The world’s cultures are all based upon a particular religion. Since the Age of Reason, however, these religious beliefs have been progressively dismissed as mere superstitions. With the rise of science, the heavens were robbed of their deity, leaving society without a living myth. At this point, Nietzsche declared, “God is dead!”.
So begins a new era. We are now in need of a new story, a new truth. One as rich and meaningful as our previous religious traditions, yet also one which is palatable to the modern intellect.
We now have this new vision. In answer to the death and decay of our religious outlook, we have witnessed the emergence of depth psychology. The gods of old have taken up a new abode as the archetypes of the collective unconscious. What was once projected upon the heavens, must now be found within ourselves.
With archetypal psychology, we can explore our psychological anatomy with the same objectivity that we might study our physical anatomy. This psychological anatomy is reflected in our stories, in our myths, legends, fairy tales and great works of literature. Rather than be dismissed as meaningless, our stories may be mined in search of universal themes. To fathom the depths of the psyche, we need only to appreciate the facts masked as fiction.
Far from irrelevant, our stories harbour psychological truths. Jack and the Beanstalk explains how we need to take a risk and follow our dreams, yet not fall prey to the gigantic forces of our imagination. Sleeping Beauty warns us of the problem of vanity and jealousy while The Lord of Rings speaks of a world in peril.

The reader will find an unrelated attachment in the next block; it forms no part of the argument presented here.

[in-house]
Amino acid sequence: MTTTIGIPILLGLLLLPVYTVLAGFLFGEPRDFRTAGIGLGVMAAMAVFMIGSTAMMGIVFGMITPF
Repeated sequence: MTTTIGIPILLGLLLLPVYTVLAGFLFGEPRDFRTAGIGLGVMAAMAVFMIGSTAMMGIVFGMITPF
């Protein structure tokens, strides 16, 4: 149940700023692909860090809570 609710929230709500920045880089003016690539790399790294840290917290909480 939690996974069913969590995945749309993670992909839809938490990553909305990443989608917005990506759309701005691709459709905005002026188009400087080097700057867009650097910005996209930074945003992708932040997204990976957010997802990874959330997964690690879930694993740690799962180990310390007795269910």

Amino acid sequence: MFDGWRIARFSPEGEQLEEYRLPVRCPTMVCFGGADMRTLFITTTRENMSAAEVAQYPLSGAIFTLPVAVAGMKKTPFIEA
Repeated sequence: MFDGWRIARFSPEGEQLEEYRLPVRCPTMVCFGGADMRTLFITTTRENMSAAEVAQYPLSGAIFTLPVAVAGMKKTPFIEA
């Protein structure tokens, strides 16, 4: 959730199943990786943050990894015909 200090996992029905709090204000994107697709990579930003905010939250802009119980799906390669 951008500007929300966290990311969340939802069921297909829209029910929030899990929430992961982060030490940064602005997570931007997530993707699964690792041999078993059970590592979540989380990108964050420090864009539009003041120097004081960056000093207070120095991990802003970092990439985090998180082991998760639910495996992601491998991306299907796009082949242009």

When explored symbolically, the old myths live again. Fairy tales are rendered instructive. Legends illuminate the key pathways before us, and the drama of the gods is revealed as the drama of our human psyche.
Stories are full of wisdom. They enrich our soul. Each Seminar in Comparative Myth & Archetypal Psychology will centre around a particular theme. The story to be explored might be a fairy-tale, myth, medieval legend, work of literature or a film. It may be fantasy, science fiction or the basis of religious faith such as the story of Christ or the life of Buddha.
Pairing the intellect with the imagination represents a powerful combination. While the story carries the message, and speaks to a deeper sense, the lens of archetypal psychology draws out its meaning. To fathom the depths of the psyche, one must appreciate facts masked as fiction. In much the same way one might interpret a dream, participants are invited to immerse themselves in a selected story such that its wisdom is revealed.
According to the Christian myth, Jesus announced to his disciples that he was to be betrayed and crucified. Following the last supper, he retreated to the garden of Gethsemane and prayed. Agonising over his fate, Jesus asked God if he might be spared. Adding that, if necessary, he would accept God’s command. An angel appeared from heaven and gave him the strength required to submit to his forthcoming ordeal.